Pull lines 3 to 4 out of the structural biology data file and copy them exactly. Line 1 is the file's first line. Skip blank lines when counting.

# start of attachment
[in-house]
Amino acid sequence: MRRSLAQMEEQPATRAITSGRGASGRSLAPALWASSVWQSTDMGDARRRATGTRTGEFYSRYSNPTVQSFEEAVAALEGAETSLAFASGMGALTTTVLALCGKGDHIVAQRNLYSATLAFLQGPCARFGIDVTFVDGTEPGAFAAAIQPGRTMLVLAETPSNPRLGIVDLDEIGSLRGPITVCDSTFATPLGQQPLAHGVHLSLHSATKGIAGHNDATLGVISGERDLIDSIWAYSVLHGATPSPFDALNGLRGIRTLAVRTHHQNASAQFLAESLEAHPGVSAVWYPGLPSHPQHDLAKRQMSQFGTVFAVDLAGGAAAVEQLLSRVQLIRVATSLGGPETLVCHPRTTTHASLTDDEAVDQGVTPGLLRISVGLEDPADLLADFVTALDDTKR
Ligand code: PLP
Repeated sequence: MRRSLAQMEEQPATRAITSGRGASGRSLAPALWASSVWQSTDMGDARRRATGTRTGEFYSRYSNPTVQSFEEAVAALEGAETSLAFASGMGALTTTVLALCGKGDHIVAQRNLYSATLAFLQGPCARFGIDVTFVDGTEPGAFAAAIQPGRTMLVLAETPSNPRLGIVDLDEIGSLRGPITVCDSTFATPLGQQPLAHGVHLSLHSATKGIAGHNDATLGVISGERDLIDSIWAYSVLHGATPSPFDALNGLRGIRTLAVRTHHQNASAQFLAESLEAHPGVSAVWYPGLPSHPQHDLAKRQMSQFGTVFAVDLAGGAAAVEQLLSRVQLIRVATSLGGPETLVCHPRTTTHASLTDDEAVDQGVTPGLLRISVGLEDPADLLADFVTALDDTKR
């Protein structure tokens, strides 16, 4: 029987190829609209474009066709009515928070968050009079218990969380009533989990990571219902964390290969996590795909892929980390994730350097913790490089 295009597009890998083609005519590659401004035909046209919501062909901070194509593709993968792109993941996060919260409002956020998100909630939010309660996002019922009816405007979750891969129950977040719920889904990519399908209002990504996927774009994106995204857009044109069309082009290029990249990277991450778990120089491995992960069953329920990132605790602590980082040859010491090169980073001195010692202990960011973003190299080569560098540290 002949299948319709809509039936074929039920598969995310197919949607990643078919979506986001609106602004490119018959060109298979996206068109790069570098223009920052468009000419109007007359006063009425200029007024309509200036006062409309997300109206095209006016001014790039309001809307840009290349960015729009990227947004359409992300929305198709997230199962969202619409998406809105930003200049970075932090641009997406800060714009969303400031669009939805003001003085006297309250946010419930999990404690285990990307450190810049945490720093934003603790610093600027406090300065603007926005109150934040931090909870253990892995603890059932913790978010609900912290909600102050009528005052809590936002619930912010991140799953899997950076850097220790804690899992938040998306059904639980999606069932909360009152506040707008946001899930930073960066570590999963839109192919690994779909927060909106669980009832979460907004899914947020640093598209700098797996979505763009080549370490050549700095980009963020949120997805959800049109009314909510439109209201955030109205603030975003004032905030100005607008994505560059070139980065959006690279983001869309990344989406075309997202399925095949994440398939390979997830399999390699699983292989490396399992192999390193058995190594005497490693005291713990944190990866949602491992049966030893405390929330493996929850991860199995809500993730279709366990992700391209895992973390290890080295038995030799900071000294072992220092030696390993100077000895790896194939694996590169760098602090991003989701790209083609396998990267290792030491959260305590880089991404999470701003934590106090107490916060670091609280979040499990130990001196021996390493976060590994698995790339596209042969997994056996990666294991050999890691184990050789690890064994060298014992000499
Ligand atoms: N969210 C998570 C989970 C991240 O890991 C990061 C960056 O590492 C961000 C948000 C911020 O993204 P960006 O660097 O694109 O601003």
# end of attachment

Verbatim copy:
Ligand code: PLP
Repeated sequence: MRRSLAQMEEQPATRAITSGRGASGRSLAPALWASSVWQSTDMGDARRRATGTRTGEFYSRYSNPTVQSFEEAVAALEGAETSLAFASGMGALTTTVLALCGKGDHIVAQRNLYSATLAFLQGPCARFGIDVTFVDGTEPGAFAAAIQPGRTMLVLAETPSNPRLGIVDLDEIGSLRGPITVCDSTFATPLGQQPLAHGVHLSLHSATKGIAGHNDATLGVISGERDLIDSIWAYSVLHGATPSPFDALNGLRGIRTLAVRTHHQNASAQFLAESLEAHPGVSAVWYPGLPSHPQHDLAKRQMSQFGTVFAVDLAGGAAAVEQLLSRVQLIRVATSLGGPETLVCHPRTTTHASLTDDEAVDQGVTPGLLRISVGLEDPADLLADFVTALDDTKR